One of the top resorts in the Algarve, Albufeira has a wild nightlife, endless options for activities and many world-class beaches. As many as 25 beaches fly the blue flag here, more than any other city in Europe. It’s safe to say that most of your time will be spent in golden sands, ochre cliffs, azure waves and warm sunshine.
Although Albufeira is known for partying until dawn, the city center is a long way from all the craziest nightclubs. This quaint old town is more Portuguese, with restaurants serving fish and seafood caught by the town’s fishing boats.
Let’s explore the best things to do in Albufeira:
1. Falecia Beach
This six-kilometer beach en route to Vilamoura contains the best of the Algarve.
There is a long, spotless golden sandy beach surrounded by continuous cliffs.
These are layered with red and yellow limestone that seem to change with the angle of the sun.
You can walk along the beach on a cliff-top path, and take a steep staircase to the beach below.
With only isolated apartment buildings and villas on the cliffs, Praia da Falésia has a remote, pristine quality.
Children can spend carefree afternoons building sandcastles and shell hunting, and when the tide recedes, they can play in the wide, knee-length shallows.
2. San Rafael Beach
This stunning beach is a bit close to Albufeira’s old town, but completely far from the resort.
Its remoteness is due to the rugged foreshore, which you will traverse with the help of elevated walkways.
There are odd rocks on three sides of the beach, but also scattered along the water.
They are streaked with yellow, orange and red and are rough boulders and funnels.
Outcrops help protect the beach from the wind, and on calm days the waves are nothing more than ripples.
Depending on where you are, going out in Albufeira is a very different prospect.
In the case of the old town, the square has quaint seafood restaurants, cafés and typical Portuguese bars where you can sip a cold sagres and chat.
But a few kilometers to the east is the neon chaos of “Avenue”. Avenida Dr Francisco Sà Carneiro is a north-to-south avenue that gets crazier the closer you get to the waterfront.
There are bars, nightclubs, entertainment venues, fast food restaurants, and pretty much everything for young people who want to paint their town red.
4. Old Albufeira
The historic center of the town is perfect for wandering around for an hour or so.
It has winding streets that taper to the wingspan through ravines of whitewashed houses.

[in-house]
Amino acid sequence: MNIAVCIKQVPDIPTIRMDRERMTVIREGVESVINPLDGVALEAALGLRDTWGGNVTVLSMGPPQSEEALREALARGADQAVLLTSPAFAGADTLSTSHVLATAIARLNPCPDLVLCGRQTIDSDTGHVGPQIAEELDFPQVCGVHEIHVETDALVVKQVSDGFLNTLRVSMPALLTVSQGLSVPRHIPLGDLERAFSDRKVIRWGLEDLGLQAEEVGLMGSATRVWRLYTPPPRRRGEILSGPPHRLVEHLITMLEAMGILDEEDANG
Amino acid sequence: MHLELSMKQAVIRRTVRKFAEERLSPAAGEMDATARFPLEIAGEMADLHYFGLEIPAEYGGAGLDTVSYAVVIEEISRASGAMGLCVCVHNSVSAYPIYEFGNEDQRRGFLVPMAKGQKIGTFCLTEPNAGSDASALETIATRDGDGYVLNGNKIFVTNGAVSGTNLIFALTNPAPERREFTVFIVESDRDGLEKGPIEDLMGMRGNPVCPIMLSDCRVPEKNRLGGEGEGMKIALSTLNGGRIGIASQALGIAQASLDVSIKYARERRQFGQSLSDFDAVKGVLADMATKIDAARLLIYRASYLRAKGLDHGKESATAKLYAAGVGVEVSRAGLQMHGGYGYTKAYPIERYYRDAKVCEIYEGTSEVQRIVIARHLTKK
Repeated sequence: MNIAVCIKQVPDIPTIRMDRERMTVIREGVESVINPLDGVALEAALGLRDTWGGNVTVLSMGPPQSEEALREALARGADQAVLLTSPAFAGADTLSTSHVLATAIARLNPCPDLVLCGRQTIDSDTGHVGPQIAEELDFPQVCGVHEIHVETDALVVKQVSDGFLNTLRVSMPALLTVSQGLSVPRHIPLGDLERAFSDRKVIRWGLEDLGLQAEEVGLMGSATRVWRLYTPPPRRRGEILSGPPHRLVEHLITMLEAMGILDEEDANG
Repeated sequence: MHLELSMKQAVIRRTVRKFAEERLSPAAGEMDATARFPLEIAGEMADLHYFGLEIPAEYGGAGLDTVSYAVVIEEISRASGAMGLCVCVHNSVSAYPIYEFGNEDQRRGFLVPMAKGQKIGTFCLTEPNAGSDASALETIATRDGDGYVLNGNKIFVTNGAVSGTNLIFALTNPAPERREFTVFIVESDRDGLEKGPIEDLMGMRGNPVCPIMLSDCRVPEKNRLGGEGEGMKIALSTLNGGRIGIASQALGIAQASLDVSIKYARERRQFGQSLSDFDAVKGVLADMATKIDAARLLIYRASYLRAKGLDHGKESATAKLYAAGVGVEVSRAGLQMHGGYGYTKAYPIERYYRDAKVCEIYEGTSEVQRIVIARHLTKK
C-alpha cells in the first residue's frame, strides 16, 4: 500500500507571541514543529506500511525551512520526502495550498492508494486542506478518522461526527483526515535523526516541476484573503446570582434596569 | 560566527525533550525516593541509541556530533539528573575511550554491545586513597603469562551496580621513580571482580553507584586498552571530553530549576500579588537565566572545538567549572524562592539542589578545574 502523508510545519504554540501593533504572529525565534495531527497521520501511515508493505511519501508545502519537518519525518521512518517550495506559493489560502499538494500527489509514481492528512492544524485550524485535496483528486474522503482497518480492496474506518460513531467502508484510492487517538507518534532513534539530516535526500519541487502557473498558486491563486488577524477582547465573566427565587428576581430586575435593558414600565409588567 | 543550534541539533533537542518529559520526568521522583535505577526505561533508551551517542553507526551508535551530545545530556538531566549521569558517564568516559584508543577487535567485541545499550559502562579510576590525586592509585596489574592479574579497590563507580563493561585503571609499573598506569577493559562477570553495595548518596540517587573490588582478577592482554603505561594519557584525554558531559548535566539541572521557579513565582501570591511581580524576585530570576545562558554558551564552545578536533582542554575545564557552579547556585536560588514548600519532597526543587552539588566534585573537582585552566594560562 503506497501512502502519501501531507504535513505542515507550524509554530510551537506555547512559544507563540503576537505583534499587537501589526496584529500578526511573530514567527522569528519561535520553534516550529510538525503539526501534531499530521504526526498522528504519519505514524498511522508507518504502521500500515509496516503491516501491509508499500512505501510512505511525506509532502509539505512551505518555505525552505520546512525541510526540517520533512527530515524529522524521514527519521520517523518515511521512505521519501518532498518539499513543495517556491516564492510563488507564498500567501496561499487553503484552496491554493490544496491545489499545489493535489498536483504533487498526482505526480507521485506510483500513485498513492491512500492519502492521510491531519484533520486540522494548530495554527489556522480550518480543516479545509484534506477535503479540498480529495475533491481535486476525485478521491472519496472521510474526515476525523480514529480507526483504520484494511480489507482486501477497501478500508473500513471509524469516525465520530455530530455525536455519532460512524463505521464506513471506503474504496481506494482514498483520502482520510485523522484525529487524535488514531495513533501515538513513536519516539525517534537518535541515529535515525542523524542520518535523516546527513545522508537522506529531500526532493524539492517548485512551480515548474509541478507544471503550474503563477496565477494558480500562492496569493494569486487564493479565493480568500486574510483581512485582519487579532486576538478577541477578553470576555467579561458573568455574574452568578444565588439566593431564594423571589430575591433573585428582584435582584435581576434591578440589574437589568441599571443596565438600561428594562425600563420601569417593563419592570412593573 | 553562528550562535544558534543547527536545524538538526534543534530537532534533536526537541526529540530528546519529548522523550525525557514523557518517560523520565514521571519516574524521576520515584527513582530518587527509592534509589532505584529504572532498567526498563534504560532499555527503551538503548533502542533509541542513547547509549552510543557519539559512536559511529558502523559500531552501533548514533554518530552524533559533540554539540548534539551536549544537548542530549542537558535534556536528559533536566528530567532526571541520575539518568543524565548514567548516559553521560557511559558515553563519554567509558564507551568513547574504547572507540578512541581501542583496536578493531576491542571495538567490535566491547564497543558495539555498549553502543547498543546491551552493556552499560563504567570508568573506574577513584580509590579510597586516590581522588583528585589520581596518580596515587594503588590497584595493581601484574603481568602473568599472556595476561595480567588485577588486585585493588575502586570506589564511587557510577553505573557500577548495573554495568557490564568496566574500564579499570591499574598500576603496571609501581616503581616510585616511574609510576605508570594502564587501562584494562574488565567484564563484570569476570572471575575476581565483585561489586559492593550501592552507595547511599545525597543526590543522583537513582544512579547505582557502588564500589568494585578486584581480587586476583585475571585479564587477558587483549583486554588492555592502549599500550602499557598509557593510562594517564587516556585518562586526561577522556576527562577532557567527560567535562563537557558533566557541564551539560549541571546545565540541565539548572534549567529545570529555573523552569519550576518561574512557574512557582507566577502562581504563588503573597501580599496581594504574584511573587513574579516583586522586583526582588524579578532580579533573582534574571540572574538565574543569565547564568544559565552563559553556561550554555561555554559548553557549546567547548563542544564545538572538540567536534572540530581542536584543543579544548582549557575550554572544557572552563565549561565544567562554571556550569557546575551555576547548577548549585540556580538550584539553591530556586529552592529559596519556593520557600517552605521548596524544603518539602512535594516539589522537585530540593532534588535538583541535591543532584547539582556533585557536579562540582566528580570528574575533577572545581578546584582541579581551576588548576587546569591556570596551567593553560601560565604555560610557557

Many of these alleys have “Portuguese sidewalks” which are beautifully paved. The old part of Albufeira is located in the highlands and you will find yourself turning a corner and you can see the sea opposite Praia do Peneco.
Below is a pedestrian tunnel through the rock that takes you directly to the beach from the pedestrian Rua 5 de Outubro.
5. Water sports
Between the spectacular beaches, Albufeira’s coastline is littered with caves, and the only way to get to many of them is by water.
This is where many companies that arrange kayak, canoe, and stand-up paddle board excursions come in.
You’ll receive safety instructions and access to expert guidance, and in many cases, your guide will wear a GoPro to document your travel memorabilia.
The waves on the western beaches of Albufeira are usually surfable, and the constant breeze will allow you to windsurf and kitesurf almost any day.
Equipment rental and tuition are readily available at the resort.
6. Gale Beach
West of Albufeira has another long natural beach that feels far away from the neon lights and noise.
The eastern end of Praia da Galé has cliffs and groups of rocks, hidden pools and caves that can be fun to explore if you keep an eye on the tides.
This is also the densest part of the beach, where restaurants and bars ensure more comfort and convenience.
As you head east, the scenery flattens and things get a little quieter, but there are still some low outcrops scattered along the shore that kids will love to climb over.
7. Zoomarine Algarve
An essential day out for families in Albufeira, this attraction has marine animal demonstrations next to the water park.
If you care about animal welfare, you might be happy to see that Zoomarine Algarve is the only wildlife rehabilitation center in the area.
There are also habitats for various animals, including crocodiles and tropical birds, as well as arenas for dolphins, birds of prey and seal/sea lion shows.
In addition to these shows, there are stunt performers, a 4D cinema and swimming pools, wavy beaches, fast rivers and water slides in the water park.
Book Online: Zoomarine Amusement Park Tickets in the Algarve
8. Miradouro do Pau da Bandeira
Cliffs and steep hills, Albufeira has several places to stop and enjoy the view.
The easiest to find is on a rock between Praia do Inatel and Praia do Peneco.